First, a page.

As the Springboks crushed Namibia on Thursday, the only worrying sight for Peter de Villiers' management team came when Bakkies Botha limped off the field.
It seemed the giant lock's 32nd birthday might have an unfortunate end to it with a recurrence of his Achilles tendon injury, but the good news for the South Africans is that he has been given the all-clear. Technical analyst Rassie Erasmus said: "It was precautionary. We were always going to gradually reintroduce him to the game [Botha played 40 minutes against Fiji and 50 against Namibia]. I have no doubt he'll be right."
The Boks will also be encouraged by news that Butch James and Victor Matfield are expected to be available for selection for the final pool game next Friday, against Samoa.
"Things are coming together quite nicely for us. Hopefully the injury crisis is coming to an end and our form is improving," Erasmus said. "We always knew we'd be a little underdone coming into the tournament because we had not played for a month and then we picked up a number of injuries in the first week. We knew it would take a while to get it together. Lucky for us we've done that and haven't lost a match.
"We're slowly building up our momentum."
Much to his consternation, it was put to Erasmus that France might throw their game against the All Blacks to make sure they finished on the favourable side of the draw, and maybe the Boks would entertain a similar strategy for the Samoa match.
"It is inconceivable that a coach could stand in front of his squad of 30 players and instruct them to lose a match," he said. "How do you do that? I've never been in a team that's done that. The moment you do that you've lost the tournament."
That's the end of that, then. Erasmus said that, with one eye on the Samoa match, the Springboks were taking the 87-0 victory over Namibia with a pinch of salt.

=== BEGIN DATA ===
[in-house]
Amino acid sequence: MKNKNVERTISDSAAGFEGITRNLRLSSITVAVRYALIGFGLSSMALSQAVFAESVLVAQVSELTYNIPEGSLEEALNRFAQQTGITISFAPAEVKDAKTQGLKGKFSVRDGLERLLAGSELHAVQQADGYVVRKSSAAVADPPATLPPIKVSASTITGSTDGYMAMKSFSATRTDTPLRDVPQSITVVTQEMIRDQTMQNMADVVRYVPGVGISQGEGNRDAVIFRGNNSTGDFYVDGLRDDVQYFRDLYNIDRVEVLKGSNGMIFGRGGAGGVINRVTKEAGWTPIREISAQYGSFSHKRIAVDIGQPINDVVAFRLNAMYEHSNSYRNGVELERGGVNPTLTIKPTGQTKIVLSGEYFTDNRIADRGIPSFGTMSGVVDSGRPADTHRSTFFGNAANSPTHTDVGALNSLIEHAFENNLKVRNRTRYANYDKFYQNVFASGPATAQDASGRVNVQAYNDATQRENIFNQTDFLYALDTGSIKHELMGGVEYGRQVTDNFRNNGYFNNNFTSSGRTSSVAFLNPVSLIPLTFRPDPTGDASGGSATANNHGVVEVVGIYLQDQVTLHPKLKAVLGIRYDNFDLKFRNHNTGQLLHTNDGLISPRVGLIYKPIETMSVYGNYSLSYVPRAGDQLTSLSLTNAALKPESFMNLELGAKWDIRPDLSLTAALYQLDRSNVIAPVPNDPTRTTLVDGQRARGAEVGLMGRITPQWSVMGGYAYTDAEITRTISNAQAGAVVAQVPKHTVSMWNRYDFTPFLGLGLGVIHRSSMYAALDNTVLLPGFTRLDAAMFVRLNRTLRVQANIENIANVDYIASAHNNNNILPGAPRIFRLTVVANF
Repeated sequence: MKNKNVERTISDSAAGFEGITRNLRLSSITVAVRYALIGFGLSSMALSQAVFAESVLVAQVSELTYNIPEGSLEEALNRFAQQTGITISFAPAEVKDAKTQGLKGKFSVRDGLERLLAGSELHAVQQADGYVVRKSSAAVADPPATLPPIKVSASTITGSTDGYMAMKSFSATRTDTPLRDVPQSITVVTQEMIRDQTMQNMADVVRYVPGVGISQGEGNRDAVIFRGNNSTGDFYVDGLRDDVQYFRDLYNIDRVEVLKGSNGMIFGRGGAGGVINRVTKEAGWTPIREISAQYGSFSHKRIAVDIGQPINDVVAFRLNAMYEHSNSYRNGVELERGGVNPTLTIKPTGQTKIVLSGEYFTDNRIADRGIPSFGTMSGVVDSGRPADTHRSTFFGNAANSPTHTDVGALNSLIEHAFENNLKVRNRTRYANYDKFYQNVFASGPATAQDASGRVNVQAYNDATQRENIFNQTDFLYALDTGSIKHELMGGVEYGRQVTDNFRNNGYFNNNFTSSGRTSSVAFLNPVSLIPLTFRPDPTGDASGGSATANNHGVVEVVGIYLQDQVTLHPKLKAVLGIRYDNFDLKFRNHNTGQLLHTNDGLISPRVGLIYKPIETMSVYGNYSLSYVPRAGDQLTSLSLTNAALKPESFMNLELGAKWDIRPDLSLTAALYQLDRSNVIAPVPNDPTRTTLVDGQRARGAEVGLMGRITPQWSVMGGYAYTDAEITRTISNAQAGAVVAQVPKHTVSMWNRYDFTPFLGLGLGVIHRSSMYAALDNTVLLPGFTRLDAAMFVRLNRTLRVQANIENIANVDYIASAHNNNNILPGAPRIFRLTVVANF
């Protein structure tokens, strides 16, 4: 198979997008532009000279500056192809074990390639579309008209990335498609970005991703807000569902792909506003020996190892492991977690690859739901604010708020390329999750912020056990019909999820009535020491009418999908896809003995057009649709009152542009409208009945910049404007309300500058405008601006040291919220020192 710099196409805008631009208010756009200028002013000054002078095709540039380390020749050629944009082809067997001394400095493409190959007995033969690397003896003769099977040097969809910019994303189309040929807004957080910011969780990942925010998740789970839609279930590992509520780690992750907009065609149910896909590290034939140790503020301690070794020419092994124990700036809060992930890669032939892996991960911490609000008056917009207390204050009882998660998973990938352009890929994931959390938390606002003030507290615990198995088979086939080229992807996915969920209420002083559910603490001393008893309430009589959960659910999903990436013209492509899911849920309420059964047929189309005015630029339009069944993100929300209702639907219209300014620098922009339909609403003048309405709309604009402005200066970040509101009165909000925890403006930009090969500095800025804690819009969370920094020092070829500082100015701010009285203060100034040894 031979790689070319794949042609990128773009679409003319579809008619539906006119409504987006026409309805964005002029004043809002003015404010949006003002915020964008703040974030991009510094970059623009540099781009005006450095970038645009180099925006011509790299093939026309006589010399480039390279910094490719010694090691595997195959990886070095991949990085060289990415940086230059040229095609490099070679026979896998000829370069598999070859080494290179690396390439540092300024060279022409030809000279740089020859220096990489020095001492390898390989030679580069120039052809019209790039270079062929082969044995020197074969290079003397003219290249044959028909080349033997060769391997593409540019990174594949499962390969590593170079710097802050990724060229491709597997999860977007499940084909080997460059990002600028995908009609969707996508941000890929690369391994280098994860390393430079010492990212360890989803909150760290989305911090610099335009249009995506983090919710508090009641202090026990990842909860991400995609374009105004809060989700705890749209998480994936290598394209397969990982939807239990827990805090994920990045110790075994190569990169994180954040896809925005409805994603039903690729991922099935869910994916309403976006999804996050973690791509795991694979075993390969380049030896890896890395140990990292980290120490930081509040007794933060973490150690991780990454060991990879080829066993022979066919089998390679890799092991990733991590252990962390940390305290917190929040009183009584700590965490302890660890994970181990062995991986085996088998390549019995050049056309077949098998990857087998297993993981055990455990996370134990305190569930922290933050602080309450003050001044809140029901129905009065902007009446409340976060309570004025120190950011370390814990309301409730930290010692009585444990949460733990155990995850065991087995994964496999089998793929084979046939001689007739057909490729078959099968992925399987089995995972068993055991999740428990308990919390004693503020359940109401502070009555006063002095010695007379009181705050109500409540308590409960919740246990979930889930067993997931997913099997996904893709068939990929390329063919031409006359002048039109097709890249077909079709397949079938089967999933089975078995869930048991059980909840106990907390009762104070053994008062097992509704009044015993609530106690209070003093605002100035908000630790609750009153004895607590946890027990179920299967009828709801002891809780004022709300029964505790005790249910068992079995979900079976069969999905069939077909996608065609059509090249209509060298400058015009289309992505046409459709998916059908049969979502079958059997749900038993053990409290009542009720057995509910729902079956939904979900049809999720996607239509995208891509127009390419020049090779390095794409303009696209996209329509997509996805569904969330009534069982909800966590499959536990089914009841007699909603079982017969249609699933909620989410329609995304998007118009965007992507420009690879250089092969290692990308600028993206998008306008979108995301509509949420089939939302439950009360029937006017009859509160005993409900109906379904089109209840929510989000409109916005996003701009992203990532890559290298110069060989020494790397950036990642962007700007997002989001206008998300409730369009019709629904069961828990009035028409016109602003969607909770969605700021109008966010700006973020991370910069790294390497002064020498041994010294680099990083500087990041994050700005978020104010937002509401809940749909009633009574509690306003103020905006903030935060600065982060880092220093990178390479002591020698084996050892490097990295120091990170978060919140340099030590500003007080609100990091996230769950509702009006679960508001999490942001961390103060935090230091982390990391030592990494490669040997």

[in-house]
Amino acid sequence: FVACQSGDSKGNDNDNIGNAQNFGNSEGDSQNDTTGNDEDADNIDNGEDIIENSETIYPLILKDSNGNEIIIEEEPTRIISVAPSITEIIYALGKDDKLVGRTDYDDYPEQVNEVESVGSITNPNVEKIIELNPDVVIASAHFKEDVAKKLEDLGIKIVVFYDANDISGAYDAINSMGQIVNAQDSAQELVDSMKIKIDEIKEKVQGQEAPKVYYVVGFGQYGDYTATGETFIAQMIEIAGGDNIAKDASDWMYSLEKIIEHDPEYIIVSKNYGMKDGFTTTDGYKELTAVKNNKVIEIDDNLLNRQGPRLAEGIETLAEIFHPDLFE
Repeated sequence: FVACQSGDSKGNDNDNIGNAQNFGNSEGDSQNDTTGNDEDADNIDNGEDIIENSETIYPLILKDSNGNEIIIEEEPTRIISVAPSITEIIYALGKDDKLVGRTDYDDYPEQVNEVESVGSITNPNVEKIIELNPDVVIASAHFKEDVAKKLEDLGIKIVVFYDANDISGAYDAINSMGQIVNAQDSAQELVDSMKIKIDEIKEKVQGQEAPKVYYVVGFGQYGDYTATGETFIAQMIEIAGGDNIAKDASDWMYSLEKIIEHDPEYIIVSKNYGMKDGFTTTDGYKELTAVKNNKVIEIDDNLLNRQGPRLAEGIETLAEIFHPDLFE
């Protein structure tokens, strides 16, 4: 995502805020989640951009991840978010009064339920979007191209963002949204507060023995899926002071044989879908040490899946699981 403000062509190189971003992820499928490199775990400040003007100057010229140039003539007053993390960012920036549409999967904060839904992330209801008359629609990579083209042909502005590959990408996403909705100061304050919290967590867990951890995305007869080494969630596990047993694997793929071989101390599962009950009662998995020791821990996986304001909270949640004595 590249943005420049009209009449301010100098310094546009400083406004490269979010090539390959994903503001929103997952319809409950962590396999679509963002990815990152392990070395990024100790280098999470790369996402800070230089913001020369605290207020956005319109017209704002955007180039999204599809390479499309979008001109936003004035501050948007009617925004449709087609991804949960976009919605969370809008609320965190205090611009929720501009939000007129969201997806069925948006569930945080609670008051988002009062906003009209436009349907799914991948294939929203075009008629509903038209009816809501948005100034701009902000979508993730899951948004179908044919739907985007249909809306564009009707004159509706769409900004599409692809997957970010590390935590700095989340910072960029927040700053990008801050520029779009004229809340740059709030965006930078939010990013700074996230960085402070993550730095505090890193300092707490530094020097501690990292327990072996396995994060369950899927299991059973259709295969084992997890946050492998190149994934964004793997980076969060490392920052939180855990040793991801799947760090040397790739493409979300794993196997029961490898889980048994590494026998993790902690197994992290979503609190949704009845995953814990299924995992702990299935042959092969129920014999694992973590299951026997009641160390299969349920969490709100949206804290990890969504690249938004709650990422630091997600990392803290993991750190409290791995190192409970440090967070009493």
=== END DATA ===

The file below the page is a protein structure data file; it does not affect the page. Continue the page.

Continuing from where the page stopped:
"When you play a small team like Namibia, people go over the top with the result. They were weak opposition, they don't have a great defensive structure, and they tire. We don't want to get carried away with that," he said.
A notable absentee from the Namibia game was Bismarck du Plessis, who was given a complete break ahead of his starting role against Samoa. It has always been the plan that John Smit would lead the team in the first three pool matches, and then Du Plessis would take over, but critics keep questioning why Du Plessis is not starting matches.
"The critics must trust the coaching staff who have worked with the team for four years and know the squad members and what makes the team tick," Erasmus said. "There is more to it than people realise.
"We're doing the best for our country in attempting to win the World Cup. Give the coaching staff and selectors the benefit of the doubt," he continued.
"I will give you an example of the harmony in our team [with Smit as captain]. We have had no discipline issues, where there have been with other teams. We wouldn't let something small like egos get in the way of the team. Bismarck will get his chance. Everybody is happy in the camp."